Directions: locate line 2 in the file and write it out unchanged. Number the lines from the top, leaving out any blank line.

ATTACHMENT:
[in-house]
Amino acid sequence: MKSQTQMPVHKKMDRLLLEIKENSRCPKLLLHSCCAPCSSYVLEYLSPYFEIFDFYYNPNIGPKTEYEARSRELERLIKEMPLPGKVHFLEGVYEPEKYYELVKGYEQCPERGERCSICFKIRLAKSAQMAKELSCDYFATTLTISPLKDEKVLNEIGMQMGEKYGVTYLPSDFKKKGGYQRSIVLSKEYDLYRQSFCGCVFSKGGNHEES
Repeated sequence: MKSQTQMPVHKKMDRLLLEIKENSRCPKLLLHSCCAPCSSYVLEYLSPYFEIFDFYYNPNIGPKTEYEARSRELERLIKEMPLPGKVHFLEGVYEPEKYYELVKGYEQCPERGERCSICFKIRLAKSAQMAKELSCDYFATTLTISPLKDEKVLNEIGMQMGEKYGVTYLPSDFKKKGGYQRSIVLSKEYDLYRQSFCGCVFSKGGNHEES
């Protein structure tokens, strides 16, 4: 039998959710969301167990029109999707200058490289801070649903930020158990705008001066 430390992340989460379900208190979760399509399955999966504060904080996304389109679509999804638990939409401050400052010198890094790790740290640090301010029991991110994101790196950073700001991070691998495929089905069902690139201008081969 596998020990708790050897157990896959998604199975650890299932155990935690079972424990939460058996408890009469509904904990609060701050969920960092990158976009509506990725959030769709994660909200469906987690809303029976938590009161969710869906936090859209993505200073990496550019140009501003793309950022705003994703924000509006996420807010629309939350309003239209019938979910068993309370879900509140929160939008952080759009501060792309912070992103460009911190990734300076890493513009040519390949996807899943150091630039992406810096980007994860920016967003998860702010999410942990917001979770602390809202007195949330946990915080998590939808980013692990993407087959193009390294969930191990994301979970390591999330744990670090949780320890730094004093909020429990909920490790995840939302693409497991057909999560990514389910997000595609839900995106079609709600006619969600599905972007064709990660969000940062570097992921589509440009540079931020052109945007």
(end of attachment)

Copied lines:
Amino acid sequence: MKSQTQMPVHKKMDRLLLEIKENSRCPKLLLHSCCAPCSSYVLEYLSPYFEIFDFYYNPNIGPKTEYEARSRELERLIKEMPLPGKVHFLEGVYEPEKYYELVKGYEQCPERGERCSICFKIRLAKSAQMAKELSCDYFATTLTISPLKDEKVLNEIGMQMGEKYGVTYLPSDFKKKGGYQRSIVLSKEYDLYRQSFCGCVFSKGGNHEES